First, the ant.  Ants are known the be the janitors of the world.  They can feast on almost anything – dead animals, other dead insects and dead leaves.  One dead insect is another ant’s fortune.  In the work place, the work and dedication of one ant colony is enough to make even the best CEO marvel.  Each ant knows its role.  Each ant has a purpose.  From sun up to sundown, the ant’s life is work, work, work.  No holidays.  No sick days.

Next, the spider.  Believe it or not, spiders are somewhat family oriented.  They care for their young.  As icky as the webs may be, they serve as both a home and a trap for food.  In the grand scheme of things, they are a major player in keeping the ecosystems in check.   They help maintain the food cycle by controlling the general populations of their prey.  They are the “For Us, By Us” pest controllers.

Crickets.  For every predator there is prey.  Crickets, in a sense, take one for the team.  They serve as a valuable food source to many other insects and rodents.  As today is Valentine’s Day, we will highlight a common mating practice.  You know that chirping sound?  Sounds great when you’re camping, but not so much when it’s in your wall?  Well, it’s actually the male’s mating call.  In fact, the exact chirping sound differs from species to species, allowing the females to determine who specifically is on the market.  How romantic!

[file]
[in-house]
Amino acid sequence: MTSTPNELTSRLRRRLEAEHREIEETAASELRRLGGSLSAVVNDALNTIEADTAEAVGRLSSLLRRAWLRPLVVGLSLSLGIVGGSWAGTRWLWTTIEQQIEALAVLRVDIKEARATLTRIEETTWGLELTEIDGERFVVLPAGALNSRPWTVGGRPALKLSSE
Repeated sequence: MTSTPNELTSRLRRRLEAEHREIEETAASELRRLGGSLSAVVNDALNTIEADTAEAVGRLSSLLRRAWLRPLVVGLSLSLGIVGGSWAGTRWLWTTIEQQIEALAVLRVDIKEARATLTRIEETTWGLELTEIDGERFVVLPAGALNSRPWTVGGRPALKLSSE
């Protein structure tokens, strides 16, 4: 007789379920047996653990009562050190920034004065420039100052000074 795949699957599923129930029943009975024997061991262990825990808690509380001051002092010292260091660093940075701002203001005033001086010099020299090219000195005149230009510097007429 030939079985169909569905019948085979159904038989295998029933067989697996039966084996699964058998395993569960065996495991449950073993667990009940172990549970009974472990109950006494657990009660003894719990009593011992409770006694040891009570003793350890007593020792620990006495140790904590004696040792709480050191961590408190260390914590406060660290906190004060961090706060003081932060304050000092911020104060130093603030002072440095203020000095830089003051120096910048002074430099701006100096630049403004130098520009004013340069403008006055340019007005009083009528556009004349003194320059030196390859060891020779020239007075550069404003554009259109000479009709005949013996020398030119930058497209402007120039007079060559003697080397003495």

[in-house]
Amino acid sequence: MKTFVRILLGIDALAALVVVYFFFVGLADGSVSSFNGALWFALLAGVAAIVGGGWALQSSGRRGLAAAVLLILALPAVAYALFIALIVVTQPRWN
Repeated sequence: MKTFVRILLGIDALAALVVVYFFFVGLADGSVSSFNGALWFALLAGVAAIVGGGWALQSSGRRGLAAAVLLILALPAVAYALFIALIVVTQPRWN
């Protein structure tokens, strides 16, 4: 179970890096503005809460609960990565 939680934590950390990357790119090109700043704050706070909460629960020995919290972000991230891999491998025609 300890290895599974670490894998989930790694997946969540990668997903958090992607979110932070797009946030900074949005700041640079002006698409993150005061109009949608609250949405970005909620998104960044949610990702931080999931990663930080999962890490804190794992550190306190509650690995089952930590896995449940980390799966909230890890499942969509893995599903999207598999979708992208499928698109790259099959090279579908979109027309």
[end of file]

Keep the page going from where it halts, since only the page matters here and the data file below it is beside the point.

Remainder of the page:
Cockroaches.  Moving away from the ecological value of these critters, cockroaches have recently become the center of study in the advancement of robotic limbs.  Scientists are mimicking the body mechanics of cockroaches to improve the speed and effectiveness  that robotic hands are able to grasp and react to the surrounding environment.  While cockroaches have their place in the food chain, they are now being observed for the cause of science.

Make no mistake about it.  There are no good reasons you should have to battle pests in the comfort of your own home.  But just for today, take time to learn something about our little visitors.  Most of them are just trying to make their way in the world, just like the rest of us.

heart shaped spider web

Happy Valentine’s Day to all the married folks, single people and insects around the world.

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February 14, 2011 - 10:27 PM Comment (1)